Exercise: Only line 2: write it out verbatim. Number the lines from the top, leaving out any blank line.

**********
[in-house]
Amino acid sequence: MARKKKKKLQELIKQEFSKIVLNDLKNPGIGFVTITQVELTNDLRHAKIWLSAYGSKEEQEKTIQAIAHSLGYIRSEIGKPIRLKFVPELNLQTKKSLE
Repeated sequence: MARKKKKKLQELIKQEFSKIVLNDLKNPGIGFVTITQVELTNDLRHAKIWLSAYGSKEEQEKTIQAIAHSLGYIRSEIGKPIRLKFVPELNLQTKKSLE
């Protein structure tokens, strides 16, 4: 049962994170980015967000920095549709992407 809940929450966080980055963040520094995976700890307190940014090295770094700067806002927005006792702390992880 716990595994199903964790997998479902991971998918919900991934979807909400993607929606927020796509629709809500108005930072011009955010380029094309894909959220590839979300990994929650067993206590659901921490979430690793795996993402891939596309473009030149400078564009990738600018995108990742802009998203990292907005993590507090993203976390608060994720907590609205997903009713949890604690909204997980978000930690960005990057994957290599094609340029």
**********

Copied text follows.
Amino acid sequence: MARKKKKKLQELIKQEFSKIVLNDLKNPGIGFVTITQVELTNDLRHAKIWLSAYGSKEEQEKTIQAIAHSLGYIRSEIGKPIRLKFVPELNLQTKKSLE